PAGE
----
Stabyhoun Health Issues

The Stabyhoun is overall a healthy breed. But like all dogs, they are prone to certain conditions. Luckily, these conditions are rare in the Stabyhoun.

They are susceptible to:

The Dutch Association for Stabyhouns and Wetterhouns (NVSW) in Holland and the ASA are committed to maintaining a breeding program to further lower the risk of these conditions.

They recommend screening all Stabyhouns for cerebral dysfunction and hip and elbow dysplasia.

Note: Don't let the many issues above scare you. The best way to approach health problems is to prevent them in the first place. The Ultimate Guide to Dog Health is a great place to start. Get a copy to keep at home. It will help you prevent the painful health issues that can plague your lovely Canaan pet from expressing his winning personality and maximizing his life expentancy.

Stabyhoun Lifespan

The Stabyhoun life expectancy is 13-15 years.

Caring for the Stabyhoun

Stabyhoun Grooming

Interestingly, Stabyhouns will develop a “castrated coat” if they are spayed or neutered. Then they will “blow” their undercoats seasonally and will need frequent brushing.

Intact Stabyhouns are easier to care for. They have short coats that are nearly self-cleaning with a good shake. They only need an occasional brushing.

You should not bathe your Stabyhoun often. It strips the oil from his skin and could cause skin problems.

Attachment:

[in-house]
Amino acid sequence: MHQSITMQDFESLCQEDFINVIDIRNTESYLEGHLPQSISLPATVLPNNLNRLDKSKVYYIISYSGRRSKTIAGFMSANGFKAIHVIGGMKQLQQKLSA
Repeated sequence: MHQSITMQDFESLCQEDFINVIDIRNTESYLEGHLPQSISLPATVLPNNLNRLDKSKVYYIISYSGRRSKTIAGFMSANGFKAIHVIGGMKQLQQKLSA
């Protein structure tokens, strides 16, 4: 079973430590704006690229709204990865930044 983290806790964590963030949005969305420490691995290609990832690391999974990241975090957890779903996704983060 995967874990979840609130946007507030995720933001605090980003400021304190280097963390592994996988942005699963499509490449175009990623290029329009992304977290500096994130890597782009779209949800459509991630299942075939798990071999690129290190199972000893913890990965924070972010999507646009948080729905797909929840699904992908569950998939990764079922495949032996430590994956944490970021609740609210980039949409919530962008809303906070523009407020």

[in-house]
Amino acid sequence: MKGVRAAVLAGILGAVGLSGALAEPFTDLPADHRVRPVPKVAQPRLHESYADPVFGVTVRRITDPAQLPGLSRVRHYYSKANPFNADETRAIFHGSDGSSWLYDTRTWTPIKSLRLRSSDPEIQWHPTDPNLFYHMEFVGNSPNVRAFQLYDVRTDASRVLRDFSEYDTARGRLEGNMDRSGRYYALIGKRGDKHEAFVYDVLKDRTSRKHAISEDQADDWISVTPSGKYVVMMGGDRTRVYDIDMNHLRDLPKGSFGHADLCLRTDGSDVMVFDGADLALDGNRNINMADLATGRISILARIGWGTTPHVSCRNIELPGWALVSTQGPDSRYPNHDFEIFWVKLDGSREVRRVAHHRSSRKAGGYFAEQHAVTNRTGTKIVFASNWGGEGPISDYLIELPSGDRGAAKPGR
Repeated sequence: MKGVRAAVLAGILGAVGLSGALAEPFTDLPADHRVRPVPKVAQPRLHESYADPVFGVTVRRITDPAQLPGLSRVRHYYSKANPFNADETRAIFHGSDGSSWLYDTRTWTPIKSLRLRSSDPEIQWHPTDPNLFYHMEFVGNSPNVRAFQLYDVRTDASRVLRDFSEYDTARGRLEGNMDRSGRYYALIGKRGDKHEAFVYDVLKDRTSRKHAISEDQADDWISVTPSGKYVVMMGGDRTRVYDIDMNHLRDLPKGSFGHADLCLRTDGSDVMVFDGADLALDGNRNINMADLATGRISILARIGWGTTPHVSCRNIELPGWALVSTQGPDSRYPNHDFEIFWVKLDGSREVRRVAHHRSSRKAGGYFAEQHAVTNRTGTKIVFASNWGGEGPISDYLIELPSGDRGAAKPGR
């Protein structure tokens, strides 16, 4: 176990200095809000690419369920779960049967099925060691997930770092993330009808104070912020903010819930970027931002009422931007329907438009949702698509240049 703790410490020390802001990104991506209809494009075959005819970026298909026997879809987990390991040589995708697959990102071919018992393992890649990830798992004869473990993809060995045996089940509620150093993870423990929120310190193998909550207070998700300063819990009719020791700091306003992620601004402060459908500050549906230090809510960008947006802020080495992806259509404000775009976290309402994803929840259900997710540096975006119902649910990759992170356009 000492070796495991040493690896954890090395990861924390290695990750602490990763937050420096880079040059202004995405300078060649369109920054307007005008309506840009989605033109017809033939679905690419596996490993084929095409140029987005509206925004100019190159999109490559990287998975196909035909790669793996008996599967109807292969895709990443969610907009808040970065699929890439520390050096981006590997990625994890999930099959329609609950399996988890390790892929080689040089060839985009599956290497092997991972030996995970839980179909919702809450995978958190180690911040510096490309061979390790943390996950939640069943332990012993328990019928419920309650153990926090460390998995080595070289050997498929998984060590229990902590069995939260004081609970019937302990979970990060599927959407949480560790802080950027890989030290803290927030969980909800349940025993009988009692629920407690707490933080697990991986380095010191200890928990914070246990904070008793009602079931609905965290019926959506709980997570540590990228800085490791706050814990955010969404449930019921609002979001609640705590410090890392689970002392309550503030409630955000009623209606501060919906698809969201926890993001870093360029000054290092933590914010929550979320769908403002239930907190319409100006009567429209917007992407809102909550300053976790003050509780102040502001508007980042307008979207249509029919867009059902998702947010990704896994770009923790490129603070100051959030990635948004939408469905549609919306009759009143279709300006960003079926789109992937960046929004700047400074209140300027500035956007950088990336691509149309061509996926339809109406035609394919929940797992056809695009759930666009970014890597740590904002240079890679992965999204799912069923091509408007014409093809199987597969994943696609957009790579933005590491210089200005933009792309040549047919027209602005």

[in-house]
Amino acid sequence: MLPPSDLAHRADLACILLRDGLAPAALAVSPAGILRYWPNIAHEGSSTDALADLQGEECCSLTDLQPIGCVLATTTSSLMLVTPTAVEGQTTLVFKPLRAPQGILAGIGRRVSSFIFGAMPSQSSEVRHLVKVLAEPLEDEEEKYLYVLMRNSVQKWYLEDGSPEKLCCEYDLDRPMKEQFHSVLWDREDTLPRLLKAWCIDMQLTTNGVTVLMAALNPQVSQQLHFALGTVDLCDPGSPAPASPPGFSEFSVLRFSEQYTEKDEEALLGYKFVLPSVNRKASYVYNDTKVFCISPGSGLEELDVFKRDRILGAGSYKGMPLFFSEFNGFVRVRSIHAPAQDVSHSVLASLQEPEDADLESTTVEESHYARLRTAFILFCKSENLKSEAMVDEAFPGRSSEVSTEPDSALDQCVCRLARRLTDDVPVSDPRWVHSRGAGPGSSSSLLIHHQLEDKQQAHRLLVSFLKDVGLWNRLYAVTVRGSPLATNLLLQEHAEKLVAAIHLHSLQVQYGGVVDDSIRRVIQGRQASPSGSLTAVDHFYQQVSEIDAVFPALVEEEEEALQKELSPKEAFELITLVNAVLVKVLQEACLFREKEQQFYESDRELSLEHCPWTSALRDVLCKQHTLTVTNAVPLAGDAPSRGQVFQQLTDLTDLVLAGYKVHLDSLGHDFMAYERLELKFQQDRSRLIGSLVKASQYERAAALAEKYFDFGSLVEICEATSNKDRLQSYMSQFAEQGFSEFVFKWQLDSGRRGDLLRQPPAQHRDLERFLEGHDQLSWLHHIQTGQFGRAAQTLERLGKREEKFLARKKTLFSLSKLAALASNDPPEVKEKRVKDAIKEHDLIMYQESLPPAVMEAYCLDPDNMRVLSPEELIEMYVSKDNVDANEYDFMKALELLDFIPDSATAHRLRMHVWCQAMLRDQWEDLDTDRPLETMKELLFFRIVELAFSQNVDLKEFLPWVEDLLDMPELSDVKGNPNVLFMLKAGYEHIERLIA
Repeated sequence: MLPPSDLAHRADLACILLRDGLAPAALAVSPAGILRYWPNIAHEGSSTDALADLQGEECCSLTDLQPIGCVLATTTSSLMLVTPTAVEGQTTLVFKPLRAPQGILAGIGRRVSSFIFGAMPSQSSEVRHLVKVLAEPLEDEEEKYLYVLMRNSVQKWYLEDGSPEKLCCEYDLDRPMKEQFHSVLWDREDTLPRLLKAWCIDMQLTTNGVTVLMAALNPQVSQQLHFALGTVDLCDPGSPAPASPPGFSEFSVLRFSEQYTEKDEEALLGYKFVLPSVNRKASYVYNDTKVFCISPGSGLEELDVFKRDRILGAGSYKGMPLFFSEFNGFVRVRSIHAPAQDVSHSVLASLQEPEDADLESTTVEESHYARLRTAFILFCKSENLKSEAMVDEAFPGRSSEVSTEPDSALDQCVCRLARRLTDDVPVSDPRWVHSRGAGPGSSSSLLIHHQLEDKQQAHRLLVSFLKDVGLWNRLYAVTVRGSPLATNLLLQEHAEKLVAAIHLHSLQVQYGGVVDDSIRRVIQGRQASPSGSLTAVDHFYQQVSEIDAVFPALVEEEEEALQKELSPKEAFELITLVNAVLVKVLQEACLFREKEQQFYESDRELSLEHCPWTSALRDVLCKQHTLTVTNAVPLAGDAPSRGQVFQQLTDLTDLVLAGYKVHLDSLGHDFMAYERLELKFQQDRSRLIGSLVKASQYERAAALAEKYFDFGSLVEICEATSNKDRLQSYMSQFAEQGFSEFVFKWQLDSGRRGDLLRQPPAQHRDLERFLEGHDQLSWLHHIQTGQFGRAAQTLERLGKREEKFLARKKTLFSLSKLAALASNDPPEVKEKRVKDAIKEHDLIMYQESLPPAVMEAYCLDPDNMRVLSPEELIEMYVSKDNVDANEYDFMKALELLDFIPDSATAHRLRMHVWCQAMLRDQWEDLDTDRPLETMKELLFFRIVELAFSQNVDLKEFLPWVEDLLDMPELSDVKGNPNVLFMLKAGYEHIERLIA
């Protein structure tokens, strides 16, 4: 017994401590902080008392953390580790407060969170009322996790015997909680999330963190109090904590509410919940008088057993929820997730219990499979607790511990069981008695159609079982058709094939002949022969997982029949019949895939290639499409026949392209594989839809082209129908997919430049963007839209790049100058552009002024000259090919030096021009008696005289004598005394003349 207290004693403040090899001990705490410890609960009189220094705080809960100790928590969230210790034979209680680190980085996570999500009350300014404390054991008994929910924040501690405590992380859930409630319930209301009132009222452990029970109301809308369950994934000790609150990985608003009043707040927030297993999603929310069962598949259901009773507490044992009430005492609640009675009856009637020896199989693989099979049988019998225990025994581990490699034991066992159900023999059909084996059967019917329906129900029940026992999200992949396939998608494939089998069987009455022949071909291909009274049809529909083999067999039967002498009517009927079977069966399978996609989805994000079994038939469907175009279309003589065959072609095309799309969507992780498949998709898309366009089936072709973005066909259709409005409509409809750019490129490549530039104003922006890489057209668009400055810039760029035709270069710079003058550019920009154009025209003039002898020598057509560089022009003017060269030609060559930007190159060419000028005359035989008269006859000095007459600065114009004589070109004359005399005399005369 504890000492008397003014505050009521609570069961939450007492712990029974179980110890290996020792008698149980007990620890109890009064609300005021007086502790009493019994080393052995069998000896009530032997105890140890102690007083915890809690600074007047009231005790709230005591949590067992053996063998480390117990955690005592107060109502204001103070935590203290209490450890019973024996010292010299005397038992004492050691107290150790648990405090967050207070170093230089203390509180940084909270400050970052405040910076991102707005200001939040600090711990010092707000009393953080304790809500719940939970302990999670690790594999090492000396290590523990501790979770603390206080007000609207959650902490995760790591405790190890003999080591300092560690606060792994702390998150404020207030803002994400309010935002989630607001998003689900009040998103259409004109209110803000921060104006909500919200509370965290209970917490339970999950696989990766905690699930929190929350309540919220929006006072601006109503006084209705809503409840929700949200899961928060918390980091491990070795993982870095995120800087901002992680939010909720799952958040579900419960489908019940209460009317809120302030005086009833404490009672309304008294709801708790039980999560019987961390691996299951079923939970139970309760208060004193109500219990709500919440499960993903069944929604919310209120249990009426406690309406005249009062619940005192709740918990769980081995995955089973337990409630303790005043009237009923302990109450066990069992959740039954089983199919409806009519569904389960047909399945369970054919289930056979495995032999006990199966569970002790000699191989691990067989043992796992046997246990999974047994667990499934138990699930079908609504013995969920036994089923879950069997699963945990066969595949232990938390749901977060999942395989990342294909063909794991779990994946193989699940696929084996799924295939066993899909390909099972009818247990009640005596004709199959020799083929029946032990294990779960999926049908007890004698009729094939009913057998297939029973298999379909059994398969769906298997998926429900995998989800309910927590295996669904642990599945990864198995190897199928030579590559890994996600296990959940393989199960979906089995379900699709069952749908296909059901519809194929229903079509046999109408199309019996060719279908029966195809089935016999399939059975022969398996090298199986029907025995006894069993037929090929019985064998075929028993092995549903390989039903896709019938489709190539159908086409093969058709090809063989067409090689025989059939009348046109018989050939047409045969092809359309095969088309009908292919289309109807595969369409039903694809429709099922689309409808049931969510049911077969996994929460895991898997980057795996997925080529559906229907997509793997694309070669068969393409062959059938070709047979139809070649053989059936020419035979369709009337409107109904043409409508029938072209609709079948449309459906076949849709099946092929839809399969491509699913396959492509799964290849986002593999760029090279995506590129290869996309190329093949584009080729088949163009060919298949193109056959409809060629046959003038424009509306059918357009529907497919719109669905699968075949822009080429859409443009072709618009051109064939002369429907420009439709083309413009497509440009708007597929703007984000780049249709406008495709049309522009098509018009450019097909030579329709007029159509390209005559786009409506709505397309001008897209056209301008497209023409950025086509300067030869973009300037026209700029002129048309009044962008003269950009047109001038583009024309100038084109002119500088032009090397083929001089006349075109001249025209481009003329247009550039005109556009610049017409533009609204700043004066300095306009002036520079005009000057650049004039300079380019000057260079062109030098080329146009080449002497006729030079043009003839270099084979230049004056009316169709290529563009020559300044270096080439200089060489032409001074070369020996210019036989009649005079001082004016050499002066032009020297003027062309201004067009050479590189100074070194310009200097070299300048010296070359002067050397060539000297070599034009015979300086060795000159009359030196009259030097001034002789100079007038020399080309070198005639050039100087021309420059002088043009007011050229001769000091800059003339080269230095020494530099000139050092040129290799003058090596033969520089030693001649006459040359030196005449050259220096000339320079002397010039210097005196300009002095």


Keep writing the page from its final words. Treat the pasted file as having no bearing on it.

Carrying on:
A quick brush and rinse are usually enough unless he has a bad odor from something he got into. Then you should use a special gentle shampoo. Ask your vet for recommendations.

Stabyhoun Diet

A high-quality dry food will serve the Stabyhoun well.

Stabyhoun Exercise

The Stabyhoun has a moderate need for exercise. An hour a day is usually enough.

The Stabyhoun temperament, however, needs mental stimulation. He is a smart dog who likes to be busy.

If he lives on a farm, he will happily exercise himself. If not, he will do best if he has some type of regular activity, such as hunting or canine sporting activities. The more variety in his activities, the better.

If your Stabyhoun gets enough physical and mental stimulation, he will be content to lie around the house with his people.

Finding a Stabyhoun

Buying a Stabyhoun Puppy from a Breeder

Finding a Stabyhoun for sale may be difficult. This is still a rare breed in North America. If you want to add one to your family, you will need patience.

There are only a few breeders in the US. The ASA is the place to start your search for a good one. They maintain a breeding program and keep a waiting list for Stabyhoun puppies. You can apply for a puppy on their site.

The ASA states the waiting time could be 2-3 months for a pup.

If you’re not able to find a Stabyhoun in North America, you may want to look into importing one from Europe.

The NVSW or the UK Stabyhoun Association would be the best sources for this.

The two clubs operate from a central breeder’s directory. The NVSW also keeps a list of other European Stabyhoun breeder organizations.

Stabyhoun price from a US breeder is about $2000. Prices in Europe appear to be between $1450 and $1700 plus shipping fees. Stabyhoun breeders do their best to keep cost affordable. Many are hobby breeders who are not in it for profit.

In fact, the ASA and European breeding clubs dedicate some pups from each new litter to hobby breeders. If you are willing to breed your Stabyhoun, you will be given priority on the waiting list.

As the Stabyhoun breed becomes more popular in the US, more folks are taking part in the breeding program. Stabyhoun puppies are gradually becoming more available in the US.

Once you find a breeder, you will want to be sure that that they are reputable. Never buy a puppy online without checking up on the breeder first.